• 1 1/2 cups milk
  • 2 packages unflavored gelatin
  • 32floz/950ml double cream whipped with 2 tablespoons vanilla sugar
  • Icing sugar


Heat oven to 400°F/200°C/Gas Mark 6. Roll out each piece of puff pastry slightly  and score into 9 sections. Sandwich each puff pastry sheet between two pieces of parchment paper and two cooling racks, to keep it flat but stillcrispy. Bake for 15 minutes, before removing the top rack and top sheet of parchment paper. Replace rack and continue to bake until golden and crispy throughout, before leaving to cool completely.

Whip the egg yolks and sugar until thick and lemon colored before adding the cornflour and milk and mixing thoroughly. Transfer to a bain-marie and coook gently until the custard thickens, stirring constantly. Remove from the heat. Dissolve gelatin completely in 1/2 cup cold water and stir into the hot custard until completely dissolved.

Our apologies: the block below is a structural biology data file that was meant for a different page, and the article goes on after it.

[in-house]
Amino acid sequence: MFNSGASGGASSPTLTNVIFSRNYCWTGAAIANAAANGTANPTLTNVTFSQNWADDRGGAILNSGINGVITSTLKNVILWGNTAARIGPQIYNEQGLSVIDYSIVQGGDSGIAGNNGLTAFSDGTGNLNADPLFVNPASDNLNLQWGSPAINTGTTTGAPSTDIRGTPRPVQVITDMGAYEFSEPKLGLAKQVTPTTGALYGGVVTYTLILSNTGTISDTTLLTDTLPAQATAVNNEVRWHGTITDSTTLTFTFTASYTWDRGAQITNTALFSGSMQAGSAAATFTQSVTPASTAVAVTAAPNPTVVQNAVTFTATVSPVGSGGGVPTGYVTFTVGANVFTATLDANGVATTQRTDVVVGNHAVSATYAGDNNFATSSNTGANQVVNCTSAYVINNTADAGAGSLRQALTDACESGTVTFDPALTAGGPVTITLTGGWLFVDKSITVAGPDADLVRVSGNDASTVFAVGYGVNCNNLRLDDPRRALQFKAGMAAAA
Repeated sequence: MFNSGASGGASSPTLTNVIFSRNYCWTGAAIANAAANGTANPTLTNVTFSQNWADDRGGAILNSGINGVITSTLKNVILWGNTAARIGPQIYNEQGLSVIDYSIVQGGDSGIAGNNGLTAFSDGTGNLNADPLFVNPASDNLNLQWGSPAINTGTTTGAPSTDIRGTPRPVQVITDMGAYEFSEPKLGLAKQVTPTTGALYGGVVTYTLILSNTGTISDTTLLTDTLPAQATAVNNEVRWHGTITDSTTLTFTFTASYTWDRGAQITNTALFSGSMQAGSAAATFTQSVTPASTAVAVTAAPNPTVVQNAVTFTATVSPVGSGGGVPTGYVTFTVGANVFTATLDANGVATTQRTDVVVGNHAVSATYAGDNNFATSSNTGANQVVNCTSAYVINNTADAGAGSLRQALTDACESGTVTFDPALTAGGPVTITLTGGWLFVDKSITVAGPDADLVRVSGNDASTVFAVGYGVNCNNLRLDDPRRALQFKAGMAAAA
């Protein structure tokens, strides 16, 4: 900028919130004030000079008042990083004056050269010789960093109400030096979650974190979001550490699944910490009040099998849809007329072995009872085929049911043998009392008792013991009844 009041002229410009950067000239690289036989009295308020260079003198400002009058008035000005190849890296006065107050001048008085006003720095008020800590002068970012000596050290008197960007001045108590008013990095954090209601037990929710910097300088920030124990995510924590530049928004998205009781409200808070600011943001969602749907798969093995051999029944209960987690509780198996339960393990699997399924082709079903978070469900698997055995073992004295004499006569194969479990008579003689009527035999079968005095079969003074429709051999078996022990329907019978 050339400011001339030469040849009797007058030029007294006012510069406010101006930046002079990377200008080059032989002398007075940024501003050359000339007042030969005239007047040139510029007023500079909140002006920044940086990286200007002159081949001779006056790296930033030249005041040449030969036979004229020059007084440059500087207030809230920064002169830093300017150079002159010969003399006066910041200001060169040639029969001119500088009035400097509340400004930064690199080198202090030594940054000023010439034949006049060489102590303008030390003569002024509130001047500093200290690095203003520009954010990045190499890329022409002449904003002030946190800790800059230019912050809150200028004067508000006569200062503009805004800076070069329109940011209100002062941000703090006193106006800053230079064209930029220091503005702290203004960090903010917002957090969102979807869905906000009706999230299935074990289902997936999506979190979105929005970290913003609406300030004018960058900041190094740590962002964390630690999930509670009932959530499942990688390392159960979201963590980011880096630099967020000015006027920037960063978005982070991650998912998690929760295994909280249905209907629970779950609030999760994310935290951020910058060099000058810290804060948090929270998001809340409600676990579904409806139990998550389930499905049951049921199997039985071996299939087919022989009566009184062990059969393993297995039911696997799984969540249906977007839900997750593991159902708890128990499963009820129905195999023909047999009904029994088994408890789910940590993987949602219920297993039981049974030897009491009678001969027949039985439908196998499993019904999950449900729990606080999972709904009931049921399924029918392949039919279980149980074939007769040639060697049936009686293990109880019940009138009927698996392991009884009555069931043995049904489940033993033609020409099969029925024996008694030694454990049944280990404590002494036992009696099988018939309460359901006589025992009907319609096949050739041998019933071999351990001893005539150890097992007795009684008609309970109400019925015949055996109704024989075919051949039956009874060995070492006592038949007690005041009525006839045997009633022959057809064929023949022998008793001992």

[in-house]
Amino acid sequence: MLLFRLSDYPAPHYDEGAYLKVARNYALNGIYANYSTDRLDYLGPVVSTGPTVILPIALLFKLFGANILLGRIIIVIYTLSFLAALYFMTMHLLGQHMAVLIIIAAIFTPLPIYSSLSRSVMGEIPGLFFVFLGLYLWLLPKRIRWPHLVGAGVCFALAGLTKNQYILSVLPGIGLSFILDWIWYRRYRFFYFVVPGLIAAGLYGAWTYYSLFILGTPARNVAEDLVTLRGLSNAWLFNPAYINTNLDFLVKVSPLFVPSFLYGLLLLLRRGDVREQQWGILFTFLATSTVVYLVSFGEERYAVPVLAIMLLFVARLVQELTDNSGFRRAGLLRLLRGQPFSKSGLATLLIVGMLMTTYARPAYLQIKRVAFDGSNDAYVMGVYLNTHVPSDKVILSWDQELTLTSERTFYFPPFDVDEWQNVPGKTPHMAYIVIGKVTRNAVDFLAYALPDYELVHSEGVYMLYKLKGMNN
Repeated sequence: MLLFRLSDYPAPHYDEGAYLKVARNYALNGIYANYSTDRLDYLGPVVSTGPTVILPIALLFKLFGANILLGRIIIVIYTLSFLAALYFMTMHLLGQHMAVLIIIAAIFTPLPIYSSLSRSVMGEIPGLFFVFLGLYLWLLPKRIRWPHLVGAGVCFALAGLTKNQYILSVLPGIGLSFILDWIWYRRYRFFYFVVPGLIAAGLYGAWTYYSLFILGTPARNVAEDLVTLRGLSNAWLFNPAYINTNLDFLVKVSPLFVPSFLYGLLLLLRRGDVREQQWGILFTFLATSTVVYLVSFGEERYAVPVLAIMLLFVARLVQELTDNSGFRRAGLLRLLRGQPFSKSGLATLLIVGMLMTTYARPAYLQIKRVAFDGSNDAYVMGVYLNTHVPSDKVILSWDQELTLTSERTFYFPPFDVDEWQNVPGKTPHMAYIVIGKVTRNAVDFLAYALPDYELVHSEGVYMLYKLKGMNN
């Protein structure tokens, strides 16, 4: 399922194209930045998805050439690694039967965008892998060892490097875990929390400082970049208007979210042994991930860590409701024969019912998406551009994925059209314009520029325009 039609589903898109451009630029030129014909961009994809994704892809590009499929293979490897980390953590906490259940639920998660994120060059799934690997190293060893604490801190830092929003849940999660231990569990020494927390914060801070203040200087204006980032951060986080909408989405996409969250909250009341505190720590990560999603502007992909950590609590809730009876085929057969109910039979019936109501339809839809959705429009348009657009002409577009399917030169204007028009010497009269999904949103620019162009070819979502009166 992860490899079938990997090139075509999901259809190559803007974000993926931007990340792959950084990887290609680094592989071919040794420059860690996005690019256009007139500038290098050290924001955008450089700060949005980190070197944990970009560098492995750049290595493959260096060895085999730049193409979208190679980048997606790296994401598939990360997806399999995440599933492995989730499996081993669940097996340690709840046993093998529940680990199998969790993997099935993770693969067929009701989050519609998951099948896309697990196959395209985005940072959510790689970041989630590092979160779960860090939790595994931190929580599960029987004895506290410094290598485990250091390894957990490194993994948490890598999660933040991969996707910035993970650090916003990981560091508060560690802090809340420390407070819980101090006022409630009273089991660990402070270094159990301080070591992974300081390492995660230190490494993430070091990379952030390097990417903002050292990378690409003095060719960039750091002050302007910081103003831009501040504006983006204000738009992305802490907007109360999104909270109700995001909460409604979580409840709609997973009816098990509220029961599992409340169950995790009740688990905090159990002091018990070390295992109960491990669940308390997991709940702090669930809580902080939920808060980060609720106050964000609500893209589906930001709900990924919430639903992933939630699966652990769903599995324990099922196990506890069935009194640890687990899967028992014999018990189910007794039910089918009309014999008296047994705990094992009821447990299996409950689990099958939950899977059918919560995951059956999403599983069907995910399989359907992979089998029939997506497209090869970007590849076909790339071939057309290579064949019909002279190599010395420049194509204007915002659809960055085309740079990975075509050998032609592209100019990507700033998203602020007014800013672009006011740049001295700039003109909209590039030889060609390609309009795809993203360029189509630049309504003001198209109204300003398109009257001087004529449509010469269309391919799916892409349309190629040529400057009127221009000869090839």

Cool the custard in an ice bath, stirring occasionally. If, for some reason, the custard has lumps (from being cooked at too high a temperature or undissolved gelatin), strain it through a sieve.

When the custard is cool and very thick but not yet set, fold in the sweetened whipped cream. Layer over 1 sheet of baked puff pastry and top with second sheet. Refrigerate at least 1 hour before eating. Cut into rectangles and dust with icing sugar before serving.

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Desserts · Vegan

Vegan Chocolate and Orange Mousse